- The use of Ondansetron (Zofran) is increasing among pregnant women to treat nausea and vomiting.
- Using Ondansetron during pregnancy didn’t increase the risk for most birth defects studied.
- Cleft palate and renal agenesis, a type of kidney defect, may be more common among women using Ondansetron, although they occur very rarely.
Parker ES, Van Bennekom C, Anderka M, Mitchell AA. Ondansetron for Treatment of Nausea and Vomitting of Pregnancy and the Risk of Specific Birth Defects. Obstetrics & Gynecology. 2018 Aug;132(2):385-394. doi:10.1097/AOG.0000000000002679.
- About 1 in 100 women in our study reported using medication for high blood pressure during the first trimester of their pregnancies.
- Maternal antihypertensive medication use wasn’t strongly linked with most of the 28 non-cardiac birth defects we studied.
- There was an increased risk for small intestinal atresia and anencephaly and use of antihypertensives early in pregnancy.
- There was no evidence of an increased risk for birth defects associated with use of any particular class of antihypertensive medication, so we don’t know whether or not certain types of antihypertensive medications are safer than others.
Fisher SC, Van Zutphen AR, Werler MM, Romitti PA, Cunniff CM, Browne ML. Maternal Antihypertensive Medication Use and Selected Birth Defects in the National Birth Defects Prevention Study. Birth Defects Research. 2018 Nov 15;110(19):1433-1442. doi: 10.1002/bdr2.1372.
- Folic acid is a synthetic or man-made version of a natural B-vitamin called folate, which is found in some foods including green leafy vegetables. Getting enough folate or folic acid before and during pregnancy is important because it can help prevent some birth defects of the brain and spine known as neural tube defects.
- Most grain products in the United States are fortified or “boosted” with folic acid to help prevent neural tube defects. Fortified foods include things like bread, pasta, and cereal – foods which can also be high in carbohydrates.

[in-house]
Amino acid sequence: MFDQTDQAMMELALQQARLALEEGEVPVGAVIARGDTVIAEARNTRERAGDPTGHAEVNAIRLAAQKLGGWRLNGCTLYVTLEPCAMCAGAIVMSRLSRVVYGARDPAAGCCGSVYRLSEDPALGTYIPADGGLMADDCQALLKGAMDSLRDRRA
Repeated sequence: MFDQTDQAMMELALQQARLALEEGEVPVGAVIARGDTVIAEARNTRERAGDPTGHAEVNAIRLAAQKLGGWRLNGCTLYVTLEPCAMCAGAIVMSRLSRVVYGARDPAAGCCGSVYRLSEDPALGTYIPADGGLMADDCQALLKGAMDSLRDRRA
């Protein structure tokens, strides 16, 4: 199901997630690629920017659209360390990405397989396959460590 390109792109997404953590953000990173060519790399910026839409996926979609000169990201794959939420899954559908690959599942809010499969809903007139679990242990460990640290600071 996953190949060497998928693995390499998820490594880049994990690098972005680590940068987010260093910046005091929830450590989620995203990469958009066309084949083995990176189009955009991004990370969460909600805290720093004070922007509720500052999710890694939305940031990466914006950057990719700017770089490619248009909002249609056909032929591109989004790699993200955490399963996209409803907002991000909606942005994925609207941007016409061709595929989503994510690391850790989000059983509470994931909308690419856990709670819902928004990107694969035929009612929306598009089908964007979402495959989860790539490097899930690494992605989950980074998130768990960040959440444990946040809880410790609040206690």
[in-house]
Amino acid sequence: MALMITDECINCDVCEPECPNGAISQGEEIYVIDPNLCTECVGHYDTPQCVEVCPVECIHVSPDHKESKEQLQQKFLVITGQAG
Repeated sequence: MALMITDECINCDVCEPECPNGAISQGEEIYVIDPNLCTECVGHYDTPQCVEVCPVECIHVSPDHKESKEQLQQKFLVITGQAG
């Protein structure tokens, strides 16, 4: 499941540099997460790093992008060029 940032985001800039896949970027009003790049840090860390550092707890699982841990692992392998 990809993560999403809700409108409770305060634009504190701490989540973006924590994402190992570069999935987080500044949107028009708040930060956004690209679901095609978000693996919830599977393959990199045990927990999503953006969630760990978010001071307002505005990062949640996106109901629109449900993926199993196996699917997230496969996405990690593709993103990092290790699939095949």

- Women who ate the lowest amounts of carbohydrates were more likely to have a baby with spina bifida (a birth defect of the spine) or anencephaly (a birth defect of the brain).
- Women should talk with their health care provider before and during pregnancy about the pros and cons of any dietary restrictions or preferences.
Desrosiers TA, Siega-Riz AM, Mosley BS, Meyer RE. Low Carbohydrate Diets May Increase Risk of Neural Tube Defects. Birth Defects Res. 2018 Jul;110(11):901-909. doi:10.1002/bdr2.1198.
- Almost 14% of women in the study reported secondhand smoke exposure.
- There was an increased risk of having a preterm birth among non-smoking pregnant women with secondhand smoke exposure.
- Maternal exposure to secondhand smoke in the household and workplace or school was associated with preterm birth.
- There was no evidence to support maternal secondhand smoke exposure during pregnancy is associated with small-for-gestational age births.
Hoyt AT, Canfield MA, Romitti PA, Botto LD, Anderka MT, Krikov SV, Feldkamp ML. Does Maternal Exposure to Secondhand Tobacco Smoke During Pregnancy Increase the Risk for Preterm or Small-for-Gestational Age Birth? Matern Child Health J. 2018 Oct;22(10):1418-1429. doi:10.1007/s10995-018-2522-1.
- Researchers found that babies with birth defects are 2 to 82 times more likely to be stillborn compared with babies without birth defects.
- A higher risk for stillbirth is expected for babies born with defects that affect major organs, like the heart, gut, or brain. However, this research showed that the risk for stillbirth was higher even for babies born with defects that didn’t affect major organs such as cleft lip and palate.
- These findings can inform counseling, referral to specialists, and clinical care after pregnant people receive a birth defect diagnosis.
- Not all birth defects can be prevented. Talk to your doctor about screening tests and diagnostic tests before and during pregnancy.
Heinke D, Nestoridi E, Hernandez-Diaz S, Williams PL, Rich-Edwards JW, Lin AE, Van Bennekom CM, Mitchell AA, Nembhard WN, Fretts RC, Roberts DJ, Duke CW, Carmichael SL, Yazdy MM. Risk of Stillbirth for Fetuses With Specific Birth Defects. Obstet Gynecol. 2020 Jan;135(1):133-140. doi:10.1097/AOG.0000000000003614.